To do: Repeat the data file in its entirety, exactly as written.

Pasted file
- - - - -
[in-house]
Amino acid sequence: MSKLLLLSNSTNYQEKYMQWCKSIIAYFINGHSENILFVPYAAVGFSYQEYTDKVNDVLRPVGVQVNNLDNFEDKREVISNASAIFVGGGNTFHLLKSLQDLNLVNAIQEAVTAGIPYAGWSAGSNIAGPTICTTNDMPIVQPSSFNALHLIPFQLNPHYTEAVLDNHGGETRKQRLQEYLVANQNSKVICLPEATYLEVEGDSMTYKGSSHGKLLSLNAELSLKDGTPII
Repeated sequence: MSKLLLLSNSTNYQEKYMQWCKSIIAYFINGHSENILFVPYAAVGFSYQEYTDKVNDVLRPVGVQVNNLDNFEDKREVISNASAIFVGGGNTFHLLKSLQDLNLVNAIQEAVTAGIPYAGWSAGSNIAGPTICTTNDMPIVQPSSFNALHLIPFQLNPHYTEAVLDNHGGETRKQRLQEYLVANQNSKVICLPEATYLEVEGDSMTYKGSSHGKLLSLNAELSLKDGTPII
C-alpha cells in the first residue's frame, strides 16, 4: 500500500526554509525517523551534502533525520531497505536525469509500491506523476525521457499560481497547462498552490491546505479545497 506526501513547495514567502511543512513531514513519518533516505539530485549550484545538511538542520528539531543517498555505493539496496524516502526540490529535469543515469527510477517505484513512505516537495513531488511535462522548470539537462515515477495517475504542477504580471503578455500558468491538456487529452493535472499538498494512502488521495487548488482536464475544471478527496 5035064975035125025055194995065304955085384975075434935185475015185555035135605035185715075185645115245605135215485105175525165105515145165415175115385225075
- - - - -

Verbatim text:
[in-house]
Amino acid sequence: MSKLLLLSNSTNYQEKYMQWCKSIIAYFINGHSENILFVPYAAVGFSYQEYTDKVNDVLRPVGVQVNNLDNFEDKREVISNASAIFVGGGNTFHLLKSLQDLNLVNAIQEAVTAGIPYAGWSAGSNIAGPTICTTNDMPIVQPSSFNALHLIPFQLNPHYTEAVLDNHGGETRKQRLQEYLVANQNSKVICLPEATYLEVEGDSMTYKGSSHGKLLSLNAELSLKDGTPII
Repeated sequence: MSKLLLLSNSTNYQEKYMQWCKSIIAYFINGHSENILFVPYAAVGFSYQEYTDKVNDVLRPVGVQVNNLDNFEDKREVISNASAIFVGGGNTFHLLKSLQDLNLVNAIQEAVTAGIPYAGWSAGSNIAGPTICTTNDMPIVQPSSFNALHLIPFQLNPHYTEAVLDNHGGETRKQRLQEYLVANQNSKVICLPEATYLEVEGDSMTYKGSSHGKLLSLNAELSLKDGTPII
C-alpha cells in the first residue's frame, strides 16, 4: 500500500526554509525517523551534502533525520531497505536525469509500491506523476525521457499560481497547462498552490491546505479545497 506526501513547495514567502511543512513531514513519518533516505539530485549550484545538511538542520528539531543517498555505493539496496524516502526540490529535469543515469527510477517505484513512505516537495513531488511535462522548470539537462515515477495517475504542477504580471503578455500558468491538456487529452493535472499538498494512502488521495487548488482536464475544471478527496 5035064975035125025055194995065304955085384975075434935185475015185555035135605035185715075185645115245605135215485105175525165105515145165415175115385225075